I passed close to some old, bent-over trees.
Crossed a field strewn with rocks
where snow had drifted. Kept going
until I reached the bluff.
Where I gazed at the sea, and the sky, and
the gulls wheeling over the white beach
far below. All lovely. All bathed in a pure
cold light. But, as usual, my thoughts
began to wander. I had to will
myself to see what I was seeing
and nothing else. I had to tell myself this is what
mattered, not the other. (And I did see it,
for a minute or two!) For a minute or two
it crowded out the usual musings on
what was right, and what was wrong — duty,
tender memories, thoughts of death, how I should treat
with my former wife. All the things
I hoped would go away this morning.
The stuff I live with every day. What
I’ve trampled on in order to stay alive.
But for a minute or two I did forget
myself and everything else. I know I did.
For when I turned back i didn’t know
where I was. Until some birds rose up
from the gnarled trees. And flew
in the direction I needed to be going.


“My Dad’s Wallet”

Long before he thought of his own death,
my dad said he wanted to lie close
to his parents. He missed them so
after they went away.
He said this enough that my mother remembered,
and I remembered. But when the breath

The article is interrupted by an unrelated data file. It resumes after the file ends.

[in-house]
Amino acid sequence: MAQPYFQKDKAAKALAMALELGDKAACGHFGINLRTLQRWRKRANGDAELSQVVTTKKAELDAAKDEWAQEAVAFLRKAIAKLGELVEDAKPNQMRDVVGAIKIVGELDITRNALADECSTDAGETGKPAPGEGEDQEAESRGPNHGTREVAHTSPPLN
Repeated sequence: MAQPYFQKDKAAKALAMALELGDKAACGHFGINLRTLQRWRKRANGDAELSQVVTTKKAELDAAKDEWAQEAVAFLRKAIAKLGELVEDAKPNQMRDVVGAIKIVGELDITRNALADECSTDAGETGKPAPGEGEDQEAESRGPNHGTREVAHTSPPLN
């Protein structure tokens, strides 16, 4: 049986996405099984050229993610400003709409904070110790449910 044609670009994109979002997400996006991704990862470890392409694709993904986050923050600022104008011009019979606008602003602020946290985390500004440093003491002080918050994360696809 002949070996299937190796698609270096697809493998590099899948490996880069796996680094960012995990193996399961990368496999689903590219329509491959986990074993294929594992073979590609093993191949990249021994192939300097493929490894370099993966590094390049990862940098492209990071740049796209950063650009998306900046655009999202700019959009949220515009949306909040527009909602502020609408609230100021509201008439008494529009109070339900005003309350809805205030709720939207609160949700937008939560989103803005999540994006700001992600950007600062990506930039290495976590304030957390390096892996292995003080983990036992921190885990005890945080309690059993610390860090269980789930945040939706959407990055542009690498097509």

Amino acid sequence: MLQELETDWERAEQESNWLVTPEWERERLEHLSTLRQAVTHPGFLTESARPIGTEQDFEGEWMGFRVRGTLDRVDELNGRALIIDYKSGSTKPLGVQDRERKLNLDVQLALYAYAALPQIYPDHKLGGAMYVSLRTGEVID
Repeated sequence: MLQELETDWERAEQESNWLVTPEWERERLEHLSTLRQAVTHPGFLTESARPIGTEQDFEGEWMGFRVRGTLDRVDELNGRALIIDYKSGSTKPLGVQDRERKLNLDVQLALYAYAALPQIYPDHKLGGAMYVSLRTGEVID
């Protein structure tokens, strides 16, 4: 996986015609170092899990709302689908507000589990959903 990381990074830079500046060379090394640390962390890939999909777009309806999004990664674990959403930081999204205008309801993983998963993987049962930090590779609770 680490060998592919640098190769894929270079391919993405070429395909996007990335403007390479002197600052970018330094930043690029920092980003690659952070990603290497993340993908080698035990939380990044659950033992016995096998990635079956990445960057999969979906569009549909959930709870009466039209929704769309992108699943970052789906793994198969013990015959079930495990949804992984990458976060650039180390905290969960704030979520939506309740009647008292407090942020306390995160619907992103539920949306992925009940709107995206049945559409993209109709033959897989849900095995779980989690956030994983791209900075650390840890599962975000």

left his lungs and all signs of life
had faded, he found himself in a town
512 miles away from where he wanted most to be.
My dad, though. He was restless
even in death. Even in death
he had this one last trip to take.
All his life he liked to wander,
and now he had one more place to get to.
The undertaker said he’d arrange it,
not to worry. Some poor light
from the window fell on the dusty floor
where we waited that afternoon
until the man came out of the back room
and peeled off his rubber gloves.
He carried the smell of formaldehyde with him.
He was a big man, the undertaker said.

Then began to tell us why
he liked living in this small town.
This man who’d just opened up my dad’s veins.
How much is it going to cost? I said.
He took out his pad and pen and began
to write. First, the preparation charges.
Then he figured the transportation
of the remains at 22 cents a mile.
But this was a round-trip for the undertaker,
don’t forget. Plus, say, six meals
and two nights in a motel. He figured
some more. Add a surcharge of
$210 for his time and trouble,
and there you have it.
He thought we might argue.
There was a spot of color on
each of his cheeks as he looked up
from his figures. The same poor light
fell in the same poor place on
the dusty floor. My mother nodded
as if she understood. But she
hadn’t understood a word of it.
None of it made any sense to her,
beginning with the time she left home
with my dad. She only knew
that whatever was happening
was going to take money.
She reached into her purse and bought up
my dad’s wallet. The three of us
in that little room that afternoon.
Our breath coming and going.
We stared at the wallet for a minute.
Nobody said anything.
All the life had gone out of the wallet.
It was old and rent and soiled.
But it was my dad’s wallet. And she opened
it and looked inside. Drew out
a handful of money that would go
toward this last, most astounding, trip.